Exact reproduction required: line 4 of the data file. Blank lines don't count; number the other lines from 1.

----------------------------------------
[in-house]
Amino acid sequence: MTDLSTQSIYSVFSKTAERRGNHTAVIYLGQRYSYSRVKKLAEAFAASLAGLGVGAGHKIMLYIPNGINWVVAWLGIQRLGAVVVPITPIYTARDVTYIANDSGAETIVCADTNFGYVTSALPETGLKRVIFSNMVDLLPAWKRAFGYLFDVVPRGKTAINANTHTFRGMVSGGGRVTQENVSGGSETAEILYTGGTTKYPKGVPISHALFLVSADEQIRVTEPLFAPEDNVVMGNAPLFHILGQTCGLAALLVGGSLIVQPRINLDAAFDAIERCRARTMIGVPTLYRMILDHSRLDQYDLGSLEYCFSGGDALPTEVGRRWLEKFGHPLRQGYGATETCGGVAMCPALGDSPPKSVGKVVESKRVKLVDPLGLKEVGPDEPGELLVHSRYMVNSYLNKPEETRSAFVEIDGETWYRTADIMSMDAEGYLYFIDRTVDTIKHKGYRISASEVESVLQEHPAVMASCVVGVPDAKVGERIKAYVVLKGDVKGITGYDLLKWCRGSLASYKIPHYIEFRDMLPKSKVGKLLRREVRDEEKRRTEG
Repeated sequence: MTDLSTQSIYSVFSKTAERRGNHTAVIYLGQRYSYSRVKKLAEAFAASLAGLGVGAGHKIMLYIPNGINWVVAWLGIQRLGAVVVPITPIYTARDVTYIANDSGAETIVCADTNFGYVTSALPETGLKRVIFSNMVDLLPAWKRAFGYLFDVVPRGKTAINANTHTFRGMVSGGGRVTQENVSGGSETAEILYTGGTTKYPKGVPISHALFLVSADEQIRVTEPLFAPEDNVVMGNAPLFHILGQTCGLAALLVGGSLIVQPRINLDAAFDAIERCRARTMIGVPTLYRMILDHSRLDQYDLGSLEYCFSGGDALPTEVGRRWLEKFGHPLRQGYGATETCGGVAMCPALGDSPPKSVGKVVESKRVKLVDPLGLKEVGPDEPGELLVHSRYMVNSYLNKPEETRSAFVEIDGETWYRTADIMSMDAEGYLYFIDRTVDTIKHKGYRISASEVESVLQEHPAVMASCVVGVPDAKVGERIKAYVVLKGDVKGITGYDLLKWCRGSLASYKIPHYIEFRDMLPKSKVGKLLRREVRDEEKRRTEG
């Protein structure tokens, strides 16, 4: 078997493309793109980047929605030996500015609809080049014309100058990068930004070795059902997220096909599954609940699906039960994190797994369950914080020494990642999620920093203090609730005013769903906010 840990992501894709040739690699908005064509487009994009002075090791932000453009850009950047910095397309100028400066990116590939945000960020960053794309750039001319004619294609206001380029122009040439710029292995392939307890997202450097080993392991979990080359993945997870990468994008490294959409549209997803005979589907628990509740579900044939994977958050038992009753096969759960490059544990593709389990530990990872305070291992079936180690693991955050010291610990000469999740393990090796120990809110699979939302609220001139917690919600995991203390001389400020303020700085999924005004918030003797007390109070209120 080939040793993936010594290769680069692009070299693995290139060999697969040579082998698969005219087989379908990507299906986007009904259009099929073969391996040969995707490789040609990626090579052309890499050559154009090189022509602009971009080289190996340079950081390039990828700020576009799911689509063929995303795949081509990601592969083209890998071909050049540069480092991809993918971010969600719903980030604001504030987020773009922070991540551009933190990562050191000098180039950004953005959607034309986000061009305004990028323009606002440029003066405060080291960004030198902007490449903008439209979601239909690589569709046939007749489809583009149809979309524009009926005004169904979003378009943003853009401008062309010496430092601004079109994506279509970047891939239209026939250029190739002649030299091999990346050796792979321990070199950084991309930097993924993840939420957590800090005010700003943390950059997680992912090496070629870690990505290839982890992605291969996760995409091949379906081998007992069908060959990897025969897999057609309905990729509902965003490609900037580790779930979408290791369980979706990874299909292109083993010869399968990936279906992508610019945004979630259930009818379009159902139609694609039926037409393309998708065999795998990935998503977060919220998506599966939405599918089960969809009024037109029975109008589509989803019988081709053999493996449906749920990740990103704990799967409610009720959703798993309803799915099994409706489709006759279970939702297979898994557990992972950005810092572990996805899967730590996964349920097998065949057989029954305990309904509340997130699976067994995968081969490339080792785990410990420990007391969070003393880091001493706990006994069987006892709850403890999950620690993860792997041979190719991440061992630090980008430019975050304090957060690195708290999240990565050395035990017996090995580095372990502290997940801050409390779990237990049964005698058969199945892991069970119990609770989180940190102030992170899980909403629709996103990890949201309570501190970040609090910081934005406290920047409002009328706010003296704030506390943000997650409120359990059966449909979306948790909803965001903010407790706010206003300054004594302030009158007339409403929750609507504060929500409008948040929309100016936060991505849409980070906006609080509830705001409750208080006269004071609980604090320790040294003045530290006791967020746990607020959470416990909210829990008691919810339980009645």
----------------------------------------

């Protein structure tokens, strides 16, 4: 078997493309793109980047929605030996500015609809080049014309100058990068930004070795059902997220096909599954609940699906039960994190797994369950914080020494990642999620920093203090609730005013769903906010 840990992501894709040739690699908005064509487009994009002075090791932000453009850009950047910095397309100028400066990116590939945000960020960053794309750039001319004619294609206001380029122009040439710029292995392939307890997202450097080993392991979990080359993945997870990468994008490294959409549209997803005979589907628990509740579900044939994977958050038992009753096969759960490059544990593709389990530990990872305070291992079936180690693991955050010291610990000469999740393990090796120990809110699979939302609220001139917690919600995991203390001389400020303020700085999924005004918030003797007390109070209120 080939040793993936010594290769680069692009070299693995290139060999697969040579082998698969005219087989379908990507299906986007009904259009099929073969391996040969995707490789040609990626090579052309890499050559154009090189022509602009971009080289190996340079950081390039990828700020576009799911689509063929995303795949081509990601592969083209890998071909050049540069480092991809993918971010969600719903980030604001504030987020773009922070991540551009933190990562050191000098180039950004953005959607034309986000061009305004990028323009606002440029003066405060080291960004030198902007490449903008439209979601239909690589569709046939007749489809583009149809979309524009009926005004169904979003378009943003853009401008062309010496430092601004079109994506279509970047891939239209026939250029190739002649030299091999990346050796792979321990070199950084991309930097993924993840939420957590800090005010700003943390950059997680992912090496070629870690990505290839982890992605291969996760995409091949379906081998007992069908060959990897025969897999057609309905990729509902965003490609900037580790779930979408290791369980979706990874299909292109083993010869399968990936279906992508610019945004979630259930009818379009159902139609694609039926037409393309998708065999795998990935998503977060919220998506599966939405599918089960969809009024037109029975109008589509989803019988081709053999493996449906749920990740990103704990799967409610009720959703798993309803799915099994409706489709006759279970939702297979898994557990992972950005810092572990996805899967730590996964349920097998065949057989029954305990309904509340997130699976067994995968081969490339080792785990410990420990007391969070003393880091001493706990006994069987006892709850403890999950620690993860792997041979190719991440061992630090980008430019975050304090957060690195708290999240990565050395035990017996090995580095372990502290997940801050409390779990237990049964005698058969199945892991069970119990609770989180940190102030992170899980909403629709996103990890949201309570501190970040609090910081934005406290920047409002009328706010003296704030506390943000997650409120359990059966449909979306948790909803965001903010407790706010206003300054004594302030009158007339409403929750609507504060929500409008948040929309100016936060991505849409980070906006609080509830705001409750208080006269004071609980604090320790040294003045530290006791967020746990607020959470416990909210829990008691919810339980009645």